Ex-state Sen. Henry J. (Buddy) Cianfrani, whose political influence until three months ago ranked with that of Philadelphia's volatile mayor, Frank L. Rizzo, will plead guilty or no contest to 110 counts of racketeering, mail fraud, obstruction of justice and income tax evasion, his lawyer said today.
Such a plea, scheduled to be formally entered at a hearing Friday, would mark the end of the sharp slide from power that began in September with federal indictments on the charges.
Until he resigned from the post shortly after the allegations were made public, he was chairman of the state Senate Appropriations Committee in Harrisburg. He had parlayed that powerful position into an alliance with Rizzo that yielded him considerable back-room influence in Philadelphia's ward political system.
The Political demise of Cianfrani, who resigned as asenator two weeks ago, coupled with the conviction last April on obstruction of justice charges of another powerful Democrat, Herbert Fineman, former speaker of the state House of Representatives, has left Philadelphia without the clout in the state legislature to which it had become accustomed over decades.
The hoarse, balding Cianfrani, 54, was unavailable to reporters today, but his lawyer, Nicholas J. Nastasi, dictated a letter hand-delivered to U.S. District Court Judge Edward R. Becker, spelling out his client's intentions.
"Sen. Cianfrani has decided to waive his right to a trial and to plead guilty to all charged against him with the exception of the (4) tax counts to which a plea of 'nolo contendere' will be offered," the letter said.
"This decision comes after considerably profound deliberation by my client. The senator feels that since it has been determined by pretrial rulings that the charges are properly drafted, he should now publicly admit the degree of his culpability . . . His decision not to contest the charges is both unconditional and immediate."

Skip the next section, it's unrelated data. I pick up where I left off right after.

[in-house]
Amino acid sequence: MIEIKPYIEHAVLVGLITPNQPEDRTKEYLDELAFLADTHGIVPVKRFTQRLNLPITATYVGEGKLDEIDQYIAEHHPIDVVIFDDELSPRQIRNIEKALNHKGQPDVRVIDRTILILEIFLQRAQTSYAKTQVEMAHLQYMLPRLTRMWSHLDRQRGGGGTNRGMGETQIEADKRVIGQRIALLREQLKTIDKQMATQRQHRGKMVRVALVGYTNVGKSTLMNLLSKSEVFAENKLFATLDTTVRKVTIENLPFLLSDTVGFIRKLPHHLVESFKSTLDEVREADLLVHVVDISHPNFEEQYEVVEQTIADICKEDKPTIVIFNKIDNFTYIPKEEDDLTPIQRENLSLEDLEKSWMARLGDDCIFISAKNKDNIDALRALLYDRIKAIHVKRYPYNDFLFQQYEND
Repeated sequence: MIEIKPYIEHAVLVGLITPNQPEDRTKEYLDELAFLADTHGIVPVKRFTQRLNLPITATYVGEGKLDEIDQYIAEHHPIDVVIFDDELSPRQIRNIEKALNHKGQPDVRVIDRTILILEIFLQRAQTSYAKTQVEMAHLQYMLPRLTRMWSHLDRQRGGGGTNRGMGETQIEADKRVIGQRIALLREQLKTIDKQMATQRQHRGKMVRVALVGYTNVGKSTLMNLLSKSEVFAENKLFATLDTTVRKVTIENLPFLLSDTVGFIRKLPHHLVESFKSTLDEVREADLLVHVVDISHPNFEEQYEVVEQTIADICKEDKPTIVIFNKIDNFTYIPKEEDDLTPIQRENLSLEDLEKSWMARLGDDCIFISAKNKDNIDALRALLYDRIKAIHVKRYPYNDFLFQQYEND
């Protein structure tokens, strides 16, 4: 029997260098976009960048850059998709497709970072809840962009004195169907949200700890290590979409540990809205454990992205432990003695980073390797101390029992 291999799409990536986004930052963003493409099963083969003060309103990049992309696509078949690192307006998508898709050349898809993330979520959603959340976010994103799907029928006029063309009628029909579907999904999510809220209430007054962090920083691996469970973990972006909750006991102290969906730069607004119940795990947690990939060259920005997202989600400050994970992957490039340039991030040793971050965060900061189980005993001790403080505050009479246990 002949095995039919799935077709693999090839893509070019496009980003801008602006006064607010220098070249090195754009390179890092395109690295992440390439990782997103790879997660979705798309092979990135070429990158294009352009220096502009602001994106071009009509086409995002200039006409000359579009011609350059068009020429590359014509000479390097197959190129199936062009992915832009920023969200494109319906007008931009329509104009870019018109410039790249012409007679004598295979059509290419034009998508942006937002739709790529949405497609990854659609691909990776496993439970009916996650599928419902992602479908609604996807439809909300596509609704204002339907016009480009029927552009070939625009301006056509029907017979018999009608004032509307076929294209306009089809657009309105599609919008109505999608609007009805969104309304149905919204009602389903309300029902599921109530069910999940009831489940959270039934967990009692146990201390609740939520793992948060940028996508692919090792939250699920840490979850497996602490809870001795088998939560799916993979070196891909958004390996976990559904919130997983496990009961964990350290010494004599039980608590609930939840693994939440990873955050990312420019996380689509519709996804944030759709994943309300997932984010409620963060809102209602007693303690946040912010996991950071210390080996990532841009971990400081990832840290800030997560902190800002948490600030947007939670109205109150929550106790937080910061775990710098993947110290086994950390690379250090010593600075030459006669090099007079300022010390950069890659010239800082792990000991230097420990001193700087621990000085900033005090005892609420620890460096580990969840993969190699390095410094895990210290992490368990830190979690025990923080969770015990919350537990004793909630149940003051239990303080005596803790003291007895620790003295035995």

South Philadephia politicians viewed this as an attempt on Cianfrani's part to throw himself on the mercy of the court and hope for lenient sentencing. "How much more can you do to a guy? He's given up everything - his senate seat is gone, he's broke and his career is down the drain," said one former ward leader.
The decision to plead guilty came after Nastasi failed in a pretrial motion to have incriminating tape recordings between the senator and grand jury witnesses ruled inadmissible as efidence at the trial, which had been scheduled for Jan. 4.
It also followed a series a of private discussions Nastasi had with federal prosecutors in the office of U.S. Attorney David W. Marston. Marston reportedly considered his case an exceptionally strong one and was unwilling to "plea bargain" for guilty peas to some of the counts in the indictment.
Specifically, Cianfrani was charged over a fouryear period with:
Receiving at least $52,000 in bribes from four parents to sponsor the admissin of their children into three medical and veterinary medicine schools.
Evading a total of $62,828 in federal taxes.
Spending $30,137 in state senate payrooll funds to hire a former girlfriend, Vera Domenico, of Cherry Hill, N.J., and her sisterinlaw, Evangelina Domenico of Philadelphia, in nonexistent jobs on the Appropriations Committee.
Trying to prevent Vera Domenico and her soninlaw, Ralph Valerinano, from testifying before the grand jury.
Close political associates of Cianfrani familiar with his thinking reported yesterday that another consideration in his decision to plead guilty was to spare another girlfriend, Laura Foreman, the ordeal of testifying at (Cianfrani has been separated from his wife for 20 years.)
Foreman accepted at least $10,000 in gifts from Cianfrani while she was covering local and national politics in 1975 and 1976 for the Philadelphia Inquirer.
In June, she was interviewed by FBI agents about Cianfrani and became a potential witness against him. After the Inquirer reported her relationship with the senator in August, she resigned from a reporting assignment she had only recently accepted with The New York Times.
Cianfrani grew up in the narrow streets of South Philadelphia packed with small rowhouses and just block away from the Italian market. His grandfather was one of the first Italian immigrants to settle in Philadelphia, and his father, Henry B. Cianfrani, a state legislator and ward leader in the 1950s and '60s, helped pave the way for his son's political successes.
Cianfrani took over the leadership of the second Ward from his father in 1955, was elected to his father's seat in the state house in 1962, and then rose to the stae senate in 1966.
By the mid1970s he had become one of the most powerful, in Harrisburg, by virtue of his chairmanship of the key Appropriation Committee.